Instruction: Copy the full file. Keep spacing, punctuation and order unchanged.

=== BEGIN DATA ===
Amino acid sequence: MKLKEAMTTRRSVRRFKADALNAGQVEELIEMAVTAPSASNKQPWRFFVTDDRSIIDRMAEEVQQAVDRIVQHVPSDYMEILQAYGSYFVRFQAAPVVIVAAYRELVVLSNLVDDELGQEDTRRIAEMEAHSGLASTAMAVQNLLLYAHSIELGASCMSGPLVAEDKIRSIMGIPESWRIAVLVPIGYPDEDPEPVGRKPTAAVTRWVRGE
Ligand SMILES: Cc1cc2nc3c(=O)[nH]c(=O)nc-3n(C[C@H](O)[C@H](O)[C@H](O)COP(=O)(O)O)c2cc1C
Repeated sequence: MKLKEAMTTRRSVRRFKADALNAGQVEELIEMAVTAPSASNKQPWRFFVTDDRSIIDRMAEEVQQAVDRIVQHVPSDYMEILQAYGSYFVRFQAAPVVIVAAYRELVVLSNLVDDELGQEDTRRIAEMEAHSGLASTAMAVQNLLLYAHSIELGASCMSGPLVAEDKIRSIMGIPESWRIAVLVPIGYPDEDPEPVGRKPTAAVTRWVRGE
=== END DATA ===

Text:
Amino acid sequence: MKLKEAMTTRRSVRRFKADALNAGQVEELIEMAVTAPSASNKQPWRFFVTDDRSIIDRMAEEVQQAVDRIVQHVPSDYMEILQAYGSYFVRFQAAPVVIVAAYRELVVLSNLVDDELGQEDTRRIAEMEAHSGLASTAMAVQNLLLYAHSIELGASCMSGPLVAEDKIRSIMGIPESWRIAVLVPIGYPDEDPEPVGRKPTAAVTRWVRGE
Ligand SMILES: Cc1cc2nc3c(=O)[nH]c(=O)nc-3n(C[C@H](O)[C@H](O)[C@H](O)COP(=O)(O)O)c2cc1C
Repeated sequence: MKLKEAMTTRRSVRRFKADALNAGQVEELIEMAVTAPSASNKQPWRFFVTDDRSIIDRMAEEVQQAVDRIVQHVPSDYMEILQAYGSYFVRFQAAPVVIVAAYRELVVLSNLVDDELGQEDTRRIAEMEAHSGLASTAMAVQNLLLYAHSIELGASCMSGPLVAEDKIRSIMGIPESWRIAVLVPIGYPDEDPEPVGRKPTAAVTRWVRGE